Deputy Sports Editor
Springfield College football defensive back Joram Sanchez remembers who the hardest hitting safety on his high school team was back when he played for the Newington Indians of Conn. Christian Zotti – a nightmare for the opposition to deal with. If a receiver was caught when in pursuit of extra yards against Zotti, a bid for a touchdown would end with a violent clack of the pads and a swift, bruising impact with the ground. This guy came down hard, relentlessly on every rep, and took no prisoners.
Sanchez and Zotti are now teammates at Springfield, and Zotti, a junior, now plays middle linebacker for the Pride. But his game has not changed.
“He’s the epitome of what [we] need on defense,” said Sanchez. “He brings intensity, hard work, he brings it all.”
After briefly living in Florida, and inheriting a family wide love for the Miami Dolphins, Zotti grew up in Newington, Conn. playing identical sports to his two younger brothers.
“We would always throw the football and baseball around when we were kids when we could, [and] it was great to have someone your same size to play football with,” said Brendan Zotti.
Brendan, the middle child of the three Zotti brothers, plays football as a sophomore at Rensselaer Polytechnic Institute (RPI) and will be visiting Christian’s home turf, Stagg Field, two weeks from now, the two playing against each other for the second time.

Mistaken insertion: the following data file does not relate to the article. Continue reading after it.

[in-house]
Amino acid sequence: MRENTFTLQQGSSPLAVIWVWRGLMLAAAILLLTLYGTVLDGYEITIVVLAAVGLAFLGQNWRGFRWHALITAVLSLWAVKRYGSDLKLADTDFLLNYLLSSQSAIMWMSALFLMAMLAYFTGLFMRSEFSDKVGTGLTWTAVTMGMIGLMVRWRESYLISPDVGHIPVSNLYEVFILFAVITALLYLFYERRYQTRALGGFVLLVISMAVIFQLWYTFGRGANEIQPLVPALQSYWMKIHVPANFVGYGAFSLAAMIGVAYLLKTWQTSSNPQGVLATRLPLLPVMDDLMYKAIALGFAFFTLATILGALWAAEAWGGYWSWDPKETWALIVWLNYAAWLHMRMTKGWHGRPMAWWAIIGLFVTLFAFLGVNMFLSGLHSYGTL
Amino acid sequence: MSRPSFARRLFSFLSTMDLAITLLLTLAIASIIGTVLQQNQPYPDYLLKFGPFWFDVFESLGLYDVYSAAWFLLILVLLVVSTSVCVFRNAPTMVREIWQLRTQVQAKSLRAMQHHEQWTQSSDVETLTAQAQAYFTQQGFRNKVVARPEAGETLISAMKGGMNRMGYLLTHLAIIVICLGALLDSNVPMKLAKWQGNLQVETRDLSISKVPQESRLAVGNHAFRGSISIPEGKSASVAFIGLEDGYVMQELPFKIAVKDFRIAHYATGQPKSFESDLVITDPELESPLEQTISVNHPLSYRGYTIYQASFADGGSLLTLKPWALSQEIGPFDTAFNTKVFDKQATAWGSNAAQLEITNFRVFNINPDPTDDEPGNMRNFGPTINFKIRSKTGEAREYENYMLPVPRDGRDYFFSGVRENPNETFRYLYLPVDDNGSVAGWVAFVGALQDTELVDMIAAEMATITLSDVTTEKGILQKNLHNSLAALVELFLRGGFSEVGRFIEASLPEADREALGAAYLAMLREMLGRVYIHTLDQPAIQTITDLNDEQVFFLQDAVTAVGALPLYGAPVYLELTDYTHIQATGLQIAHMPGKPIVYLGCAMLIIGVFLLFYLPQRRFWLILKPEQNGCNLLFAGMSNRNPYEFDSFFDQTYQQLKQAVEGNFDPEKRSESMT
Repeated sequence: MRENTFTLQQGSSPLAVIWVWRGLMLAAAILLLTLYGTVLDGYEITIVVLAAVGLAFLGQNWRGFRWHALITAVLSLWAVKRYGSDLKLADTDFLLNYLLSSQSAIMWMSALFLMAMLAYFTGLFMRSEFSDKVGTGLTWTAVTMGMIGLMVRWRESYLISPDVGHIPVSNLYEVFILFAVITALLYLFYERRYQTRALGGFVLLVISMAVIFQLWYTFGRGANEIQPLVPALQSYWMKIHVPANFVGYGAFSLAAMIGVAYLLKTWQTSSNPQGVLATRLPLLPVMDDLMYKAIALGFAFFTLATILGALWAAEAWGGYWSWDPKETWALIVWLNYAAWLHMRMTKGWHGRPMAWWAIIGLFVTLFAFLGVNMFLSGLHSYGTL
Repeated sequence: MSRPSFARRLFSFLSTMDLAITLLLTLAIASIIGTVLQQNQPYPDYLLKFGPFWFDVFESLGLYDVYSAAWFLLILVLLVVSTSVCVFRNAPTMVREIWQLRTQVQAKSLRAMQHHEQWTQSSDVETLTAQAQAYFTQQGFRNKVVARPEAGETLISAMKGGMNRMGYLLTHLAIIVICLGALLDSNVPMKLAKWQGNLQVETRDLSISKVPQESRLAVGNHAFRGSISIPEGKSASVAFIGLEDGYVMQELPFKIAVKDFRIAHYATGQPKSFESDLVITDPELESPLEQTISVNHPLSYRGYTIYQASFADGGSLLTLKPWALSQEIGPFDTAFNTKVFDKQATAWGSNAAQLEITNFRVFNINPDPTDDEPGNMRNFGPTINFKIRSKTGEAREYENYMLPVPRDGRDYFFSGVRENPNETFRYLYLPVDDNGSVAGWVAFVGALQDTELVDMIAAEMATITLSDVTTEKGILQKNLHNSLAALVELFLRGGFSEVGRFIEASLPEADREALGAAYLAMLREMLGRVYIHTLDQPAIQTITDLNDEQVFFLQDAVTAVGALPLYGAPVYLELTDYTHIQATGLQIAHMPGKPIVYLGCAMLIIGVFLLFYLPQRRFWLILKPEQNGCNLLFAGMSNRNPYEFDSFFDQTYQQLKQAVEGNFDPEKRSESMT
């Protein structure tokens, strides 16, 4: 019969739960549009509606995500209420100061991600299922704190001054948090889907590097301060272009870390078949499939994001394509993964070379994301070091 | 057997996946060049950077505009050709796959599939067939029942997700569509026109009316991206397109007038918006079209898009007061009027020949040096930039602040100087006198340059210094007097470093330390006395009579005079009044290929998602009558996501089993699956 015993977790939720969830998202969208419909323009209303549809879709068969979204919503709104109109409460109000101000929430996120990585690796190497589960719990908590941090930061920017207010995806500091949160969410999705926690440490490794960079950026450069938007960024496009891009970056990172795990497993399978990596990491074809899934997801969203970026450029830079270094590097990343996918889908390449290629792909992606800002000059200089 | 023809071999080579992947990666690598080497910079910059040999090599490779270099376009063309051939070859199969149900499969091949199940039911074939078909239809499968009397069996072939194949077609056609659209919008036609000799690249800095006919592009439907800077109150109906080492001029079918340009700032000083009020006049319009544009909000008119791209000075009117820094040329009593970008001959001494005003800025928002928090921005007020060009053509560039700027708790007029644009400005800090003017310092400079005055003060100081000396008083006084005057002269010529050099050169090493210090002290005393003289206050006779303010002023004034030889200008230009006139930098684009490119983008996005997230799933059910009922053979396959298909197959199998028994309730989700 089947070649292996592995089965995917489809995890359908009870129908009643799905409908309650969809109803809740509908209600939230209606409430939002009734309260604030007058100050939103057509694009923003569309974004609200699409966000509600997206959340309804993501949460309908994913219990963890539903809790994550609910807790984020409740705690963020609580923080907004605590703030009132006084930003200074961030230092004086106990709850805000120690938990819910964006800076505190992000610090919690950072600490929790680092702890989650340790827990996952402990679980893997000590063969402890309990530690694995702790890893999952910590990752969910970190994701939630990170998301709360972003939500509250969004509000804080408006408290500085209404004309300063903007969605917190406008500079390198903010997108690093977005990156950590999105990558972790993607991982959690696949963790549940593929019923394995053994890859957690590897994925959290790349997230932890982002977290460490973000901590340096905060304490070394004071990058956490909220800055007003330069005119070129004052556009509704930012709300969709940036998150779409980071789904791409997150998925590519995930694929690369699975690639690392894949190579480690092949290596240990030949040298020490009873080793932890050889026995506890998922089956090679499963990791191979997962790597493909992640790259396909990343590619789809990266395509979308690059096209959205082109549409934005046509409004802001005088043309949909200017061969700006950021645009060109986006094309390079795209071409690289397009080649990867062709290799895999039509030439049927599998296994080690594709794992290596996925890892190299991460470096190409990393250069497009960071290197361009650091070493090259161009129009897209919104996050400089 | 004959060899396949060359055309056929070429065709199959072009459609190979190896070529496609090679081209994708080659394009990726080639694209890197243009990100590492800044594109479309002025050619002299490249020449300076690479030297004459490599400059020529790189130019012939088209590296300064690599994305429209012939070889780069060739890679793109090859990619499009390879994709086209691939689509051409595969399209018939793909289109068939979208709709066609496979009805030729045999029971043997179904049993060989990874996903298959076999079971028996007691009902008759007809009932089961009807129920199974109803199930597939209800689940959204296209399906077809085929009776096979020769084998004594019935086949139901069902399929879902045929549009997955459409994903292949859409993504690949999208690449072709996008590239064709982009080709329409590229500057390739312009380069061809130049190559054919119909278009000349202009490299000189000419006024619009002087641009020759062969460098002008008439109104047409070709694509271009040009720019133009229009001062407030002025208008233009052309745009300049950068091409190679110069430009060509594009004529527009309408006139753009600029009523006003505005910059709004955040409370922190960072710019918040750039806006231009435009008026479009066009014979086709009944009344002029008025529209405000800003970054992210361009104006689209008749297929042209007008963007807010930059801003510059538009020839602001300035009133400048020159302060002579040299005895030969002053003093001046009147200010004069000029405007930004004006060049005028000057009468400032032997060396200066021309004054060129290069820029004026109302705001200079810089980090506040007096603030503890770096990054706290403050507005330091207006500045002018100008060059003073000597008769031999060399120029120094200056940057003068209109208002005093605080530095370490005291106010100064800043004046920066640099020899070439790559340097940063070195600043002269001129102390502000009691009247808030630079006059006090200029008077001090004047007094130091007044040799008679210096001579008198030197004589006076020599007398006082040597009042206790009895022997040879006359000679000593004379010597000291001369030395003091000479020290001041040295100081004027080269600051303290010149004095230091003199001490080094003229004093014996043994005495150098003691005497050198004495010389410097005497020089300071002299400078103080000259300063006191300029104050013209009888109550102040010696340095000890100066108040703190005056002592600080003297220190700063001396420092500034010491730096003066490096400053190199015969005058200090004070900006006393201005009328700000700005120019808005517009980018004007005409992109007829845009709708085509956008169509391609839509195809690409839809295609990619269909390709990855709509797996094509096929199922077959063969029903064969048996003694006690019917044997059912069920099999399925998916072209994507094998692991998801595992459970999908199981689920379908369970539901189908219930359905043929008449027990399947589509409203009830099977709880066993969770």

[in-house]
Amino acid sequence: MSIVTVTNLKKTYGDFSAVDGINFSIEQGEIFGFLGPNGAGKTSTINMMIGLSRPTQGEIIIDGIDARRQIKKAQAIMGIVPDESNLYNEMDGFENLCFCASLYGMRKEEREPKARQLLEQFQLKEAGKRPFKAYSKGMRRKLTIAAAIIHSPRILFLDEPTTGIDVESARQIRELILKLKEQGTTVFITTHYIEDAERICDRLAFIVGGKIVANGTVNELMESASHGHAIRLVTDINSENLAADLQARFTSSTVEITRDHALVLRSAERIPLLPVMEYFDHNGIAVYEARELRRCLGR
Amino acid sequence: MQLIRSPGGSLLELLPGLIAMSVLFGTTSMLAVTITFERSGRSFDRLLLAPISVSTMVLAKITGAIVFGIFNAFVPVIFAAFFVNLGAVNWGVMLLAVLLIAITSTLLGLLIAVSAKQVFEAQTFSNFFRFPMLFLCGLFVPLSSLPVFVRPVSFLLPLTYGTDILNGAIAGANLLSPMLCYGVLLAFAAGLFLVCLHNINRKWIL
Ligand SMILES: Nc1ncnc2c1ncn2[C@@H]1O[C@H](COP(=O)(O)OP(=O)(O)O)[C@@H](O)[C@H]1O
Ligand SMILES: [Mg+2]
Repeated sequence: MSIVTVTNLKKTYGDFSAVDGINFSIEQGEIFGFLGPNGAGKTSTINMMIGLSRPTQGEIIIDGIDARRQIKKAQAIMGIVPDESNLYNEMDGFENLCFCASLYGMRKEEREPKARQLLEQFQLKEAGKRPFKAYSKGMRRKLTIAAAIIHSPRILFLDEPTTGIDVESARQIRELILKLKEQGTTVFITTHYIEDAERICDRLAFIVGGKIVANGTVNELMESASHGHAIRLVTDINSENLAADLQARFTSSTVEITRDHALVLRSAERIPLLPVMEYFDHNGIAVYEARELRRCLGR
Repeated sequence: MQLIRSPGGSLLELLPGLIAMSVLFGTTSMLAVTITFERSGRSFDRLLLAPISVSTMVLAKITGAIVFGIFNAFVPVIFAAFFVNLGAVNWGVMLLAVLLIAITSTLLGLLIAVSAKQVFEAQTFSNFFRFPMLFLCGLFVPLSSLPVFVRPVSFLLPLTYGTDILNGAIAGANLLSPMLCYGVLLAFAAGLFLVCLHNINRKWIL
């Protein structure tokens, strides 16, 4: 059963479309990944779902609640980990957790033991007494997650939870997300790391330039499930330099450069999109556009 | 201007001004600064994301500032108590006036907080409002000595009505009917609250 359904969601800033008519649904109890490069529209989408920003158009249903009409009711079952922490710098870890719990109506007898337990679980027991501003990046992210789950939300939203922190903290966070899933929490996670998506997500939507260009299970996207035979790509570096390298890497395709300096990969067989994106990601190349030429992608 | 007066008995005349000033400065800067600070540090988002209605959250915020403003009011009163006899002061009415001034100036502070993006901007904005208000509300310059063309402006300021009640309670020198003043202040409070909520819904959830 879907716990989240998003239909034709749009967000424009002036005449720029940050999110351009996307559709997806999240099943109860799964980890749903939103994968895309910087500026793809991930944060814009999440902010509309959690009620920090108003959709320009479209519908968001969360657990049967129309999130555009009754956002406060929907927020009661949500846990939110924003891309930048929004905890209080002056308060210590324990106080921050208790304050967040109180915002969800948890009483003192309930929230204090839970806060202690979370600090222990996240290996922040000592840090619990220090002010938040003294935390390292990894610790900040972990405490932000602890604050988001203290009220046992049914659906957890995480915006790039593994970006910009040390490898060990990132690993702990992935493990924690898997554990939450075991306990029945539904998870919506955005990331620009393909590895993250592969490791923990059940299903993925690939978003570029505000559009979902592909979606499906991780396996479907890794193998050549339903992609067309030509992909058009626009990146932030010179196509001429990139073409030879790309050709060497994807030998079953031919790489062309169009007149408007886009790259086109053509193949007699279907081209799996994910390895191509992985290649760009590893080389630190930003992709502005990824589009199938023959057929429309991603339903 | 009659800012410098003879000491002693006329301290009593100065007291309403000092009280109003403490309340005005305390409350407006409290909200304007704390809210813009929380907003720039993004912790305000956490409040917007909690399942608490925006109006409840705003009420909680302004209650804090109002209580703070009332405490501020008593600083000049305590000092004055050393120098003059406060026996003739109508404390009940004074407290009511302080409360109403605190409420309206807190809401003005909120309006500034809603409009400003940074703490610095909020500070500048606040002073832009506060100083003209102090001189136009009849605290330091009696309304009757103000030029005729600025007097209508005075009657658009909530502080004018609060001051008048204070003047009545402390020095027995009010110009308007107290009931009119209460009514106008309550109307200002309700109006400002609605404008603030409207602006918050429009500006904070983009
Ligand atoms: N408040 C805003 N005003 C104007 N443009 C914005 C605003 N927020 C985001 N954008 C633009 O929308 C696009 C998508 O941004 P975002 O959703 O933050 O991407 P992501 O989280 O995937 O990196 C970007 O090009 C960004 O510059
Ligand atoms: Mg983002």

“We were always on the same team growing up so it’s a little weird,” Brendan said. “The only time [we played against each other] was last year. We’re both on defense so we don’t match up, but it’s fun [playing Springfield], we’re still really competitive about it.”
Brendan attributes Christian’s as well as his own success in football, to picking up wrestling, as the two of them competed on the mat throughout their high school careers.
“We were both kind of small when we were young, but we both got better quick when we started wrestling. That really helped us out,” Brendan said. “Wrestling helped us get stronger and learn more about tackling techniques. But [Christian] picked [football] up pretty naturally, even though he was undersized. He’s a really good tackler.”
Christian began playing tackle football at 10 years old. Though he says that there was definitely a learning process when absorbing the game, and awakening the wolverine-like tenacity that he plays with today. He credits his player growth to exceptional coaching.
“When I first started I wasn’t very good. I wasn’t aggressive,” Christian said. “I played some offense, but I didn’t really play that much. I’ve had a lot of help [from my coaches]. They really helped me to learn and love the sport.”
Based on the critique he has of his younger self, Christian Zotti has come a long way since his Mighty Mites debut. After moving to the defensive side of the football, he evolved into the bruising safety of Newington High, before moving to middle linebacker for his collegiate career.
Though his playing time was limited his freshman year, Zotti still registered 13 tackles in all 10 games on the year. His chance to shine came in his sophomore year, when senior linebacker Matt Berni was lost for the 2015 season due to injury. It was time for Zotti to step up and he did so emphatically.
“He’s one of those old school parking lot guys, where you could put the ball down anywhere on campus and he’d want to play the game,” said Springfield head coach Mike Cerasuolo.
Zotti finished the 2015 season with 60 tackles, his breakout game coming against nationally ranked Hobart on Oct. 10, as he tackled the Statesmen offense 10 times that day, which translated into a Springfield victory.